6. Waiver of access to letters. You are expected to sign a waiver of access to the recommendation letters in order to ensure that we receive an honest assessment of your potential. If you do not wish to sign that waiver of access, you must indicate your decision when you request that someone write a letter of support. Further, we require that each of those letters explicitly state that the letter is written with the understanding that you have not waived your right of access. You should be aware that many faculty members will not write a letter without the waiver; nonetheless, the requirements regarding the number and type of letters will not change.

7. Recommendations. You must have three recommendations from Computer Science faculty members. Two of these recommendations must be from readers of your synthesis project. At most one of the three recommendations may be from an adjunct member of the College. Beyond the three recommendations already mentioned, you may solicit recommendations from members of the Computer Science faculty, from other departments, or industrial collaborators. Your recommenders will be sent an evaluation form by the graduate program office.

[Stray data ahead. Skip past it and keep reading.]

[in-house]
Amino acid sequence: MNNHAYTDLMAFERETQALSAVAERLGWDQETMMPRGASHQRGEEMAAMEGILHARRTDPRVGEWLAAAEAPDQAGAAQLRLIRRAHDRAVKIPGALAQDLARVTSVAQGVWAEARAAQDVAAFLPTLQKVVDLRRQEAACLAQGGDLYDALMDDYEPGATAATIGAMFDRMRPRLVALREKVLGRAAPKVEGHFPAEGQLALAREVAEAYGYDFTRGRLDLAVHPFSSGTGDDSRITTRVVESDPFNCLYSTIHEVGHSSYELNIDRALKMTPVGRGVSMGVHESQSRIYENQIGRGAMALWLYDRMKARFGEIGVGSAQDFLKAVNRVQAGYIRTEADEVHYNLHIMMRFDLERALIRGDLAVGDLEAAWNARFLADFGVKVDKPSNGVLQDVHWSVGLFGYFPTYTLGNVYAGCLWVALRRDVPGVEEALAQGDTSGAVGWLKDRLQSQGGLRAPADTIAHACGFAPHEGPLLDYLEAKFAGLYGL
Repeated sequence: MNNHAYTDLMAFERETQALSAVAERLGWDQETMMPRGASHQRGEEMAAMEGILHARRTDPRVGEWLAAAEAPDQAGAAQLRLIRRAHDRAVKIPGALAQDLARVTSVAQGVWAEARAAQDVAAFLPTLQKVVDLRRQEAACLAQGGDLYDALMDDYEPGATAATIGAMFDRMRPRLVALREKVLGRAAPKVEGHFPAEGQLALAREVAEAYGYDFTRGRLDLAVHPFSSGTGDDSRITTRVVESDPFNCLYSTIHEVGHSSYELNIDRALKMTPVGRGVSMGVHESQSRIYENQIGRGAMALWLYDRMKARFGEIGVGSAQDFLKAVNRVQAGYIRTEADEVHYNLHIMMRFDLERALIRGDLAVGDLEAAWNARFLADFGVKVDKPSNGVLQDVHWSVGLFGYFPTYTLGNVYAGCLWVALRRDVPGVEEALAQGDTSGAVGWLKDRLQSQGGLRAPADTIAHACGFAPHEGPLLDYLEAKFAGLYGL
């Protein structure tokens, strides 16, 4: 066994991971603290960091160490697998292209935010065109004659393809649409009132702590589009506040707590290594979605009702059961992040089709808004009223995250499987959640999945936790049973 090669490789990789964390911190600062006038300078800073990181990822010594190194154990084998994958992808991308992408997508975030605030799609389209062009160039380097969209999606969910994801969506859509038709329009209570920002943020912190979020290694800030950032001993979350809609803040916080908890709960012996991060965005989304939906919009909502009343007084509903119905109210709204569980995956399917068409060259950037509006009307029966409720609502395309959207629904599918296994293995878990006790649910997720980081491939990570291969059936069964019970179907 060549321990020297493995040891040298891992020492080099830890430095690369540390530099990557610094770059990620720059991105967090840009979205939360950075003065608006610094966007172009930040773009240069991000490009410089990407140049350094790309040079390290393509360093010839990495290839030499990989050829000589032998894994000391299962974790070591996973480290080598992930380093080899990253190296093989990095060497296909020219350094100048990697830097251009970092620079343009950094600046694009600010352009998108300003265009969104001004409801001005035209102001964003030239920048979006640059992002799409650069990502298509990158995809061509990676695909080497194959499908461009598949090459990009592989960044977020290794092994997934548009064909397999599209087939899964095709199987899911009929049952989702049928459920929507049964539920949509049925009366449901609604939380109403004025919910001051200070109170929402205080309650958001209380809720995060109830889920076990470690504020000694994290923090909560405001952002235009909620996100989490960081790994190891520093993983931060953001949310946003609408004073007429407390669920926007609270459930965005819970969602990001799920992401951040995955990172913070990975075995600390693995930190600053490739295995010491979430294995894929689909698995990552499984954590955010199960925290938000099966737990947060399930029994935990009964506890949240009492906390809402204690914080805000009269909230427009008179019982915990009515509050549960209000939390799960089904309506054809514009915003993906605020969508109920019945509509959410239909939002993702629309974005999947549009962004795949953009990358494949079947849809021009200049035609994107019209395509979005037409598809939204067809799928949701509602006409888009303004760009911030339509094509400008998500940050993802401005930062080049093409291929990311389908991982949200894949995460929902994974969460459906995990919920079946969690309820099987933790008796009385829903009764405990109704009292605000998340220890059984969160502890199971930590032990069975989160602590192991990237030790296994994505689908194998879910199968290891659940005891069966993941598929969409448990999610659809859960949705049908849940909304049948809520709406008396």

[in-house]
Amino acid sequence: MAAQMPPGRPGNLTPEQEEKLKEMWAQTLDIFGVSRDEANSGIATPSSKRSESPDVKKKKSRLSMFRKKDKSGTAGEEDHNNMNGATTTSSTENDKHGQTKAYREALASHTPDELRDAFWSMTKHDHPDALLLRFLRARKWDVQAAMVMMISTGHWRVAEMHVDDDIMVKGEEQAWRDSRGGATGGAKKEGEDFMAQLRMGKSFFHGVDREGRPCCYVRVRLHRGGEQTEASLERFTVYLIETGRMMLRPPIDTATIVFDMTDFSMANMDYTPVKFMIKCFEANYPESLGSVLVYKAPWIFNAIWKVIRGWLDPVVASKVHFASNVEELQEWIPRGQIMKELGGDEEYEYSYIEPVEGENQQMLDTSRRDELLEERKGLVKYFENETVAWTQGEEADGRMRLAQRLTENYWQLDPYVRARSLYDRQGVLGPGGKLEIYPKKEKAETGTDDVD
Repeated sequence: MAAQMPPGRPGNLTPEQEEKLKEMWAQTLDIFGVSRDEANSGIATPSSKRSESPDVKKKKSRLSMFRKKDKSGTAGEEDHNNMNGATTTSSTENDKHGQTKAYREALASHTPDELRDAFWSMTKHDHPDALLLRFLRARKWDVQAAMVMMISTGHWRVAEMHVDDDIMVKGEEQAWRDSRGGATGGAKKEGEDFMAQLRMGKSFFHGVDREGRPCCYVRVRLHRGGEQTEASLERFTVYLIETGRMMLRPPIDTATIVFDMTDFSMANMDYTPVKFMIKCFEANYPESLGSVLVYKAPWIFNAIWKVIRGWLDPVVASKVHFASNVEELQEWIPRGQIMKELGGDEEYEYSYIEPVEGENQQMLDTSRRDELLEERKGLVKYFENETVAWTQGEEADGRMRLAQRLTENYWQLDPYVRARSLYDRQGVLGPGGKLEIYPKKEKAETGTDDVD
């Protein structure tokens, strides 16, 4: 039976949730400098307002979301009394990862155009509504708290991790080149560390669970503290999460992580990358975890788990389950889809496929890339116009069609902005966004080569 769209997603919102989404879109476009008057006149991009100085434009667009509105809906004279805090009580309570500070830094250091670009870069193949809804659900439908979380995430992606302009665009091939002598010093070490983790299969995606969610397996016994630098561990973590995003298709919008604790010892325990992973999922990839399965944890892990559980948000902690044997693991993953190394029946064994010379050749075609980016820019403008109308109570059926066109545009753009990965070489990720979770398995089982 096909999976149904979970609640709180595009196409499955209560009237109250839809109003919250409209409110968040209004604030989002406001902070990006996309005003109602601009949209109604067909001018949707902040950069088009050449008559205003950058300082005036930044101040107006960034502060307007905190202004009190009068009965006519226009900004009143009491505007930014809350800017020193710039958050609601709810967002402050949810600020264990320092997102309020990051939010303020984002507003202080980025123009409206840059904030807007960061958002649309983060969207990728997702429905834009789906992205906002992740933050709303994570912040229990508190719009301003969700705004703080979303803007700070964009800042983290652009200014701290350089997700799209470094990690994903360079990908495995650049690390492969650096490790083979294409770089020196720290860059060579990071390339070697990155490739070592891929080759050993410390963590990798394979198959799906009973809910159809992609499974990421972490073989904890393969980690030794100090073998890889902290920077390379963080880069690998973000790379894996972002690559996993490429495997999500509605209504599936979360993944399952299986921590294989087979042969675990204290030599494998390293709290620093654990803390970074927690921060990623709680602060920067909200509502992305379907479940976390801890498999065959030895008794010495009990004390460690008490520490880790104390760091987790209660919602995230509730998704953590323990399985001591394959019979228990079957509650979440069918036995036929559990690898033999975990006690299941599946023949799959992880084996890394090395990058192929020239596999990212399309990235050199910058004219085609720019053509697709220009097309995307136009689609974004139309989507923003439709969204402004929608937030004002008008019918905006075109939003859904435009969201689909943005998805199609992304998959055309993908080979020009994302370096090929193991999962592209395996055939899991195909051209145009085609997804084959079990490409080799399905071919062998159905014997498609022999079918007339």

Evaluation of Your Portfolio

Your portfolio will be evaluated in its entirety with the goal of deciding whether you are likely to be a successful Ph.D. candidate. In particular, there is no set list of requirements that, if satisfied, will result in your portfolio being accepted. 

Once the portfolios are received, the Graduate Program Committee carefully evaluates them and makes its recommendations to the faculty. These recommendations are then deliberated at a general faculty meeting. The possible outcomes are: